THE Ford Fiesta is like a two-up, two-down: the backbone of Britain, suiting people from all walks of life. This is a car chosen by first-time teenage drivers, young mums and dads, those who’ve made it through to the other side of their mid-life crisis and pensioners who hope they’ve found a car that will see them right until they hang up their driving gloves.
Since its launch, in 1976, it has had high points and low points. The last version but one, the Mk 6, was a cracker, but the third-generation Fiesta, sold from 1989 to 1997, was about as popular as a verruca to a marathon runner.
The seventh-generation version went on sale in July this year. It has a big job to do: to keep ahead of the chasing pack. Ford says it has taken a big leap forward: this may be one of the most affordable small cars on the road, but it can park itself, slam on the brakes if a child walks out in front of it, steer you back into your lane if your attention wanders, respond to spoken commands such as “I need a coffee” and stream your tunes through a B&O sound system.
The variants are as numerous as ever. There are humble petrol and diesel versions, the sporty ST hot hatch and even a plush version from Ford’s posh sub-brand Vignale, which comes with all the trimmings. Prices start at £12,715, for a three-door Fiesta Style with a 1.1-litre petrol engine, and reach £21,225, for a five-door Vignale with a 1.5-litre diesel.
The Fiesta is the bestselling car in Britain, but the competition has been catching up with Ford’s bread-and-butter hatchback. The Mini and Volkswagen Polo are established rivals that are seriously good. Also snapping at the Fiesta’s heels are the Citroën C3, Kia Rio, Hyundai i20, Seat Ibiza and Toyota Yaris.
So it’s curious that the Fiesta has lost some of its good looks. The previous version stood out of the crowd like a giant Toblerone in the duty-free. This one is as bland as a supermarket’s own-brand cooking chocolate.
Ford has form here. Remember when it changed the brilliant Focus Mk 1 to the Mk 2, which had all the charm of a cardboard box? It’s just committed a similar sin against the S-Max.
Inside, the pizzazz is nowhere to be seen either. The cabin is smart enough, but if you prised off the badge from the steering wheel, it’s unlikely passengers could guess what car they were sitting in. A Mini driver would think it all rather dreary.
Cheap-feeling plastic is scattered about the place, a rash decision by Ford when Korean car makers are lining up to pinch its customers. The seats feel small to the point of miserly, and the touchscreen appears to be facing in the wrong direction – as though it has come straight from the left-hand-drive car. And if you’re considering opening the panoramic sunroof, a word of warning: the mesh blind fails to reflect heat on a sunny day, so pack some kind of hat.
That said, this is a comfortable car. It has a good driving position, the touchscreen has user-friendly graphics, the Ford Sync 3 communication system is a huge improvement on its predecessor and the front of the cabin feels spacious. It’s only when you climb into the back that it feels a small car: most adults’ heads will brush against the roof lining, and the 292-litre boot is only average for the class.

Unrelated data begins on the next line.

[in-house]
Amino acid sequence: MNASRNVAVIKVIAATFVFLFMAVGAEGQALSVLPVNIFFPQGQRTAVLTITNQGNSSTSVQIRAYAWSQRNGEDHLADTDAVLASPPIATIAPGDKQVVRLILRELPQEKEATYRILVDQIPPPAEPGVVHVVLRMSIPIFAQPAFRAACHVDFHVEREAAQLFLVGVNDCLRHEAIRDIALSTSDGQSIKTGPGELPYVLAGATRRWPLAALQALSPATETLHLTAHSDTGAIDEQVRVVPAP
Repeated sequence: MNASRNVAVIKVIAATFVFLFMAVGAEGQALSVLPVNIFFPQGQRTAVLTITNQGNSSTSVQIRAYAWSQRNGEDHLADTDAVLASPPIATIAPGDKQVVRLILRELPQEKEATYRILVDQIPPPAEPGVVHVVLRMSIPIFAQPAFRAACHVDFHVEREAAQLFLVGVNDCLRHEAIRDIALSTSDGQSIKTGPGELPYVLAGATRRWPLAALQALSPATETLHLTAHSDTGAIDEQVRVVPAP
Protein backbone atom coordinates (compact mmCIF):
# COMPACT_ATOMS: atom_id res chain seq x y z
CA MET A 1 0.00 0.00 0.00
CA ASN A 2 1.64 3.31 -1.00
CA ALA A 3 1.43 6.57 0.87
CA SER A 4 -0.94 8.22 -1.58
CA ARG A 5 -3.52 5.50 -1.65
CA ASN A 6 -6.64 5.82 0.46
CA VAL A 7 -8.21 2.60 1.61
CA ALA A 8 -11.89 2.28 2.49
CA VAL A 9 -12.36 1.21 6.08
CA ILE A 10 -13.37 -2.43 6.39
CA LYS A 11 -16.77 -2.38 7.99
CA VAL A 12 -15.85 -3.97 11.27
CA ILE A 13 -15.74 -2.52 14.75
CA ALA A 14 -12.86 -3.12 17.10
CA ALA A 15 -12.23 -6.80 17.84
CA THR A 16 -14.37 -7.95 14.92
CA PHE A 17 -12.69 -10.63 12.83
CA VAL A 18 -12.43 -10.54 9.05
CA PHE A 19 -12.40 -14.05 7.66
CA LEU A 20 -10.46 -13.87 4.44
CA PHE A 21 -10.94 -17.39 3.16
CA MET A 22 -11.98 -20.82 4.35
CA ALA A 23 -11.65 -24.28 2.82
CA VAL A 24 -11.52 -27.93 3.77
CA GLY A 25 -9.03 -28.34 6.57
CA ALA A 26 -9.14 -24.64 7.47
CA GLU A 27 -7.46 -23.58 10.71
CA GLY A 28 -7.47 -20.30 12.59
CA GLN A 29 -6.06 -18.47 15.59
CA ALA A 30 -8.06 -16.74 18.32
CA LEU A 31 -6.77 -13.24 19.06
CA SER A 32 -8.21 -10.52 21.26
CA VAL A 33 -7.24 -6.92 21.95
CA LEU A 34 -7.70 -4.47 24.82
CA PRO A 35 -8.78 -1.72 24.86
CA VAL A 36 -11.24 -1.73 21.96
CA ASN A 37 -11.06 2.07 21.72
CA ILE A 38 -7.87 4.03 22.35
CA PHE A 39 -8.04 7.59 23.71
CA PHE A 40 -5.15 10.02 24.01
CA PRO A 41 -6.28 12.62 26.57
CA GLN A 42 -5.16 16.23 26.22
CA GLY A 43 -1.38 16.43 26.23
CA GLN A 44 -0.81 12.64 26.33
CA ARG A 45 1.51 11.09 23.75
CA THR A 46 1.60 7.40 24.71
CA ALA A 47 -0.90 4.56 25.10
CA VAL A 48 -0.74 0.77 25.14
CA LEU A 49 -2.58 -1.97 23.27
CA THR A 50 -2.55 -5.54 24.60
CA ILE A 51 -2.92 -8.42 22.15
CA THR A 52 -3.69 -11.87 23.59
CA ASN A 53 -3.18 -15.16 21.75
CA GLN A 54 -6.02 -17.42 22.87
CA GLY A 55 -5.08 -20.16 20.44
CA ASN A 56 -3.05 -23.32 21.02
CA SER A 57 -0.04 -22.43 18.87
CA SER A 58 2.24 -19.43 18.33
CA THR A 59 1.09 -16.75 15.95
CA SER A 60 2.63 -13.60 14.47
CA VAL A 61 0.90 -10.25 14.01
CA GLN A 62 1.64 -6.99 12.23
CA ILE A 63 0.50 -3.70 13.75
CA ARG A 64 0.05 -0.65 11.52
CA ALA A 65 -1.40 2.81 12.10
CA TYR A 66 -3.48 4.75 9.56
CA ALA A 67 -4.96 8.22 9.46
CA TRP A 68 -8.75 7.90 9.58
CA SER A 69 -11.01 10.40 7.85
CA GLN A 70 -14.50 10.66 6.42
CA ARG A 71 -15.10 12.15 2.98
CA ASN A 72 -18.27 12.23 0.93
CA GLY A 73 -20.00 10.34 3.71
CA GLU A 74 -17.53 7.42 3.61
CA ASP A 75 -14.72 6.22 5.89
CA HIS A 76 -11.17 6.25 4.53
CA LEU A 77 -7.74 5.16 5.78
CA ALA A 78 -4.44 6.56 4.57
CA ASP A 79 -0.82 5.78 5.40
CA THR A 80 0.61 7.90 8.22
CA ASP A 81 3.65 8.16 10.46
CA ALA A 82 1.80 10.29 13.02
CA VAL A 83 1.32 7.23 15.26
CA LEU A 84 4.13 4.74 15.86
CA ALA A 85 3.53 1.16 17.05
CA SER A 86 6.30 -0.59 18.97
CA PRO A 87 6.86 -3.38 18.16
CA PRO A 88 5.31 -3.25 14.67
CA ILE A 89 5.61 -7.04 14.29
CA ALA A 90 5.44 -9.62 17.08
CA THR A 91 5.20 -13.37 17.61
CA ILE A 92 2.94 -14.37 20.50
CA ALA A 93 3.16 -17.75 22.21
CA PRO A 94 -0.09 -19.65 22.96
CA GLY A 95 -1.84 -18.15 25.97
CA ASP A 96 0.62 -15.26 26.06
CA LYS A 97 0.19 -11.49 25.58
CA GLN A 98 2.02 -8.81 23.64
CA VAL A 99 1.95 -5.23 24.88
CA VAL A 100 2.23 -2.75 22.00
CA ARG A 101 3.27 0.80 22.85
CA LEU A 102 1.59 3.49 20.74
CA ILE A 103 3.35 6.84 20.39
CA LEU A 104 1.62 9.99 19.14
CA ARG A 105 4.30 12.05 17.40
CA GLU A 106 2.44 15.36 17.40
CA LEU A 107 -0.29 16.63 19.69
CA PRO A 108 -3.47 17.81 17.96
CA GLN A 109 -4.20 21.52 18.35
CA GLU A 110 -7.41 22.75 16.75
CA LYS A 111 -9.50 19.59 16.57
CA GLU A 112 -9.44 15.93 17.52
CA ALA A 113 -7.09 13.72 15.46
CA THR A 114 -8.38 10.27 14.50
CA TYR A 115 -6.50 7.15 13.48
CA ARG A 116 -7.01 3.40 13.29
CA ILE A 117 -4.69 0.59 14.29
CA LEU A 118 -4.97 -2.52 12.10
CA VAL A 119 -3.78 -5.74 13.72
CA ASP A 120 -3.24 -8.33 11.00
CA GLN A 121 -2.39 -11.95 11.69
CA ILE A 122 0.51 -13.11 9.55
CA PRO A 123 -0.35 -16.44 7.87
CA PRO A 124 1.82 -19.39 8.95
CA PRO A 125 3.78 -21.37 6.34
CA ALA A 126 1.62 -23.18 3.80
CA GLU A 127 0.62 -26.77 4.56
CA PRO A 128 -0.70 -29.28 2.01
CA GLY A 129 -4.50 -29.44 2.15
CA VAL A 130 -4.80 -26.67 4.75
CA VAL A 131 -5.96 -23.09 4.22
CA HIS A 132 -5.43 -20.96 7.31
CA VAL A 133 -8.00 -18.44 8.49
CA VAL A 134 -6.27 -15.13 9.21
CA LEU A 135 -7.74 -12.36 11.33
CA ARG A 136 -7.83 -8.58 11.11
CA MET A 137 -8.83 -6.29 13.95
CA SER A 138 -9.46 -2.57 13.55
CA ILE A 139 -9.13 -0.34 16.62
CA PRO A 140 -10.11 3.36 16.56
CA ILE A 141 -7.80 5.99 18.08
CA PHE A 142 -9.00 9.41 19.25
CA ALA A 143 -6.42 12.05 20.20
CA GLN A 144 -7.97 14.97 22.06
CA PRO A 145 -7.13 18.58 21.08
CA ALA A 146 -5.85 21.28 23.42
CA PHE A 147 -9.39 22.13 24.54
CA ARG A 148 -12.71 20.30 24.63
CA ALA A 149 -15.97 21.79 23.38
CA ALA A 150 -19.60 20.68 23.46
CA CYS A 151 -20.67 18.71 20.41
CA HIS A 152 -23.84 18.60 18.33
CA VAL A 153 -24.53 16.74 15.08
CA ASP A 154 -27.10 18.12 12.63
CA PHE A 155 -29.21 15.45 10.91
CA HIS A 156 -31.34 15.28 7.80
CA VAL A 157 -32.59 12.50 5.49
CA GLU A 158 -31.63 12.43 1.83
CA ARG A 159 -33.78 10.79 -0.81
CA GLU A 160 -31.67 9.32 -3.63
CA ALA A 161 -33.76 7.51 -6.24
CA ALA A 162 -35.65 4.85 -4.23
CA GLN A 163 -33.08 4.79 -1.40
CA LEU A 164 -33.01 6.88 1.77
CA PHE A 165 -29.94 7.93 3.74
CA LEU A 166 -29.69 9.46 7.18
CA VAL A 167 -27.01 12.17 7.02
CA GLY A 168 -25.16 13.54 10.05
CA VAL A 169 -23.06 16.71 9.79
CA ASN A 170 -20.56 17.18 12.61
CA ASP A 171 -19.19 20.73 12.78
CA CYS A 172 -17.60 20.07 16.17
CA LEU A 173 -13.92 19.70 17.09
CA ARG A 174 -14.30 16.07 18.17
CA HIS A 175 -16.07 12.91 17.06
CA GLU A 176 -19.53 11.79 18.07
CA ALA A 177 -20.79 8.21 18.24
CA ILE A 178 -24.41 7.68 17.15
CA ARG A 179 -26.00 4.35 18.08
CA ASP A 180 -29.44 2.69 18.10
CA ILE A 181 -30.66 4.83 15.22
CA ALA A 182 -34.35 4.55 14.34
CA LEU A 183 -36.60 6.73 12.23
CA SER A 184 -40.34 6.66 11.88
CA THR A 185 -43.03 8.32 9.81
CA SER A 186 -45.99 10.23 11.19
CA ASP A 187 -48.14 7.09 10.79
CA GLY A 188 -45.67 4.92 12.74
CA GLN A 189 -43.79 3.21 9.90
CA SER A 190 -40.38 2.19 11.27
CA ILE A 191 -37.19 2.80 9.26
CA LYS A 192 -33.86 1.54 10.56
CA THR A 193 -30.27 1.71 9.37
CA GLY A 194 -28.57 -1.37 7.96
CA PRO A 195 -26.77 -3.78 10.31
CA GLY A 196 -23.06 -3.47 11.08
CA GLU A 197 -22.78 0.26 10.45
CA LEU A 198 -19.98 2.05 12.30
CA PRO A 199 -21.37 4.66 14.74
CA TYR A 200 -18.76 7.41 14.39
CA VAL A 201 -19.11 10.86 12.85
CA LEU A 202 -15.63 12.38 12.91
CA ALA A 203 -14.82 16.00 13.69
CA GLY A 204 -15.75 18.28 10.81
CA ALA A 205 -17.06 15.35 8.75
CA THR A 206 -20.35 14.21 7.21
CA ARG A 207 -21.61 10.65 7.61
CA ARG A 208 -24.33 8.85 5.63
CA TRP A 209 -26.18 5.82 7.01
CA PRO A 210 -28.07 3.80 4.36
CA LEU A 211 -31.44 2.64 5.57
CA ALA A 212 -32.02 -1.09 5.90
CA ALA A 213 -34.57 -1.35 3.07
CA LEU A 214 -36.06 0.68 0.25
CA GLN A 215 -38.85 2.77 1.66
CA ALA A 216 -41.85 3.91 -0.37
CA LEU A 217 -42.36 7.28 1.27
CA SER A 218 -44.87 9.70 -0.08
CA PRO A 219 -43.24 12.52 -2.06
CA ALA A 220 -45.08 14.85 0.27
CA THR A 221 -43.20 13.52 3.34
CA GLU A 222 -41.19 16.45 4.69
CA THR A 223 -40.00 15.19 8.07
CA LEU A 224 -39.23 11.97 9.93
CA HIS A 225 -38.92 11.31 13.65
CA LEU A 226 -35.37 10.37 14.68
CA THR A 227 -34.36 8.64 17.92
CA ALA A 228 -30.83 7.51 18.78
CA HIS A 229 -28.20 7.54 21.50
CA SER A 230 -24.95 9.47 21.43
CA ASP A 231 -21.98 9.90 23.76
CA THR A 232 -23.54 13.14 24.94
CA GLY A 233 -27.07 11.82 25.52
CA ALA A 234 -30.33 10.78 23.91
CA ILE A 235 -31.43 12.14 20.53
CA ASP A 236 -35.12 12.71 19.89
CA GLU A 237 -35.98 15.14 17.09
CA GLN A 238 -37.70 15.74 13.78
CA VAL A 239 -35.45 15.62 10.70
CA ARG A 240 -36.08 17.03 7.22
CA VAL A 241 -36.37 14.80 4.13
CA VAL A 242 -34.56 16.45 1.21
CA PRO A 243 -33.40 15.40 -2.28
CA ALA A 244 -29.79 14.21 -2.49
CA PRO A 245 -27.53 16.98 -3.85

|Mini 5-dr||VW Polo||Kia Rio||Ford Fiesta||Citroën C3||Skoda Fabia||Honda Jazz|
|Boot space (ltr)||278||280||288||292||300||330||350|
The Fiesta’s greatest asset of late has been the way it drives, and this new version is no exception. It is by some margin the best small hatchback for anyone with even a passing interest in getting from A to B with a smile on their face. And even if you don’t count yourself as a motoring enthusiast, you’ll enjoy this car for reasons you can’t quite put your finger on.
Driving the Fiesta is like meeting up with your most fun friend for a night on the tiles: you’re guaranteed a great time
The Fiesta we tested had a 1-litre three-cylinder turbo petrol engine that puts out just 98bhp. That didn’t bode well. But it was a hoot, with enough oomph to make brisk progress, a rorty rasp and good manners on the motorway. There are more powerful versions of the EcoBoost engine, but this one — the cheapest — will be enough for most drivers’ needs. And it returned 51mpg in our hands.
Driving the Fiesta is like meeting up with your most fun friend for a night on the tiles: you’re guaranteed a great time. Ferrari and Porsche could learn a thing or two from the way its steering and suspension are set up. It has a precision and delicacy rarely found in cars at any price.
Yet when challenged with a six-hour motorway trip, the Fiesta feels assured, comfortable and relaxing. In some of its competitors you’d collapse in a heap at the end of such a drive.
If the Fiesta were judged on the driving experience alone, Ford would be assured of another smash hit. But the competition is growing stronger all the time. Some of the fizz that made the Mk 6 so bubbly is missing. Will its successor be a Party Seven, or will it miss the mark?